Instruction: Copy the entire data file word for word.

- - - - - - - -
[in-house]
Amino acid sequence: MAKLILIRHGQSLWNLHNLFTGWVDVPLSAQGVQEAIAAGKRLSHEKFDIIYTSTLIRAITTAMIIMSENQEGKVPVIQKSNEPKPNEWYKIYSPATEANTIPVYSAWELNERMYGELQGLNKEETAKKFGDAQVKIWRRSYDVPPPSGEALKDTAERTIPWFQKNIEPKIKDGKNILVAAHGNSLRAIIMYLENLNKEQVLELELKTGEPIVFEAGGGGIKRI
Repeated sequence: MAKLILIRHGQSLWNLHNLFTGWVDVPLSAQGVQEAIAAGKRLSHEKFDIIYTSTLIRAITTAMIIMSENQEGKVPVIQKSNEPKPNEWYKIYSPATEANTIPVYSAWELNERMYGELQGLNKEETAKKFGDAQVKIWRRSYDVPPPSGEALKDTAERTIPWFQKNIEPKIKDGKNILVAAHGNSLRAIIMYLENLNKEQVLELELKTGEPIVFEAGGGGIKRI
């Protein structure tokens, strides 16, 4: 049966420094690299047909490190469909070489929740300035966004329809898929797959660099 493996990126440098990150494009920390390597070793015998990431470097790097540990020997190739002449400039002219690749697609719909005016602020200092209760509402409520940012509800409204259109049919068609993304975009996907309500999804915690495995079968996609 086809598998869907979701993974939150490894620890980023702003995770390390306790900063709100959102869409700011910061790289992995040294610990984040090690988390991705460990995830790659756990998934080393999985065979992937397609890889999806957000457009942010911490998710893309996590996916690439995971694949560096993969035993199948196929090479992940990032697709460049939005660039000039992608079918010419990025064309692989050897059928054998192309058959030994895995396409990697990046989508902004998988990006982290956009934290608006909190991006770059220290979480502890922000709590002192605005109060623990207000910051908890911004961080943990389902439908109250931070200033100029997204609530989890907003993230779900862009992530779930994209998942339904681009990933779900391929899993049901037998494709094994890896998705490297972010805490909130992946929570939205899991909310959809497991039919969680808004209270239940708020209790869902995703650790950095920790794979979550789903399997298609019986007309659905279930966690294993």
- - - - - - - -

[in-house]
Amino acid sequence: MAKLILIRHGQSLWNLHNLFTGWVDVPLSAQGVQEAIAAGKRLSHEKFDIIYTSTLIRAITTAMIIMSENQEGKVPVIQKSNEPKPNEWYKIYSPATEANTIPVYSAWELNERMYGELQGLNKEETAKKFGDAQVKIWRRSYDVPPPSGEALKDTAERTIPWFQKNIEPKIKDGKNILVAAHGNSLRAIIMYLENLNKEQVLELELKTGEPIVFEAGGGGIKRI
Repeated sequence: MAKLILIRHGQSLWNLHNLFTGWVDVPLSAQGVQEAIAAGKRLSHEKFDIIYTSTLIRAITTAMIIMSENQEGKVPVIQKSNEPKPNEWYKIYSPATEANTIPVYSAWELNERMYGELQGLNKEETAKKFGDAQVKIWRRSYDVPPPSGEALKDTAERTIPWFQKNIEPKIKDGKNILVAAHGNSLRAIIMYLENLNKEQVLELELKTGEPIVFEAGGGGIKRI
């Protein structure tokens, strides 16, 4: 049966420094690299047909490190469909070489929740300035966004329809898929797959660099 493996990126440098990150494009920390390597070793015998990431470097790097540990020997190739002449400039002219690749697609719909005016602020200092209760509402409520940012509800409204259109049919068609993304975009996907309500999804915690495995079968996609 086809598998869907979701993974939150490894620890980023702003995770390390306790900063709100959102869409700011910061790289992995040294610990984040090690988390991705460990995830790659756990998934080393999985065979992937397609890889999806957000457009942010911490998710893309996590996916690439995971694949560096993969035993199948196929090479992940990032697709460049939005660039000039992608079918010419990025064309692989050897059928054998192309058959030994895995396409990697990046989508902004998988990006982290956009934290608006909190991006770059220290979480502890922000709590002192605005109060623990207000910051908890911004961080943990389902439908109250931070200033100029997204609530989890907003993230779900862009992530779930994209998942339904681009990933779900391929899993049901037998494709094994890896998705490297972010805490909130992946929570939205899991909310959809497991039919969680808004209270239940708020209790869902995703650790950095920790794979979550789903399997298609019986007309659905279930966690294993």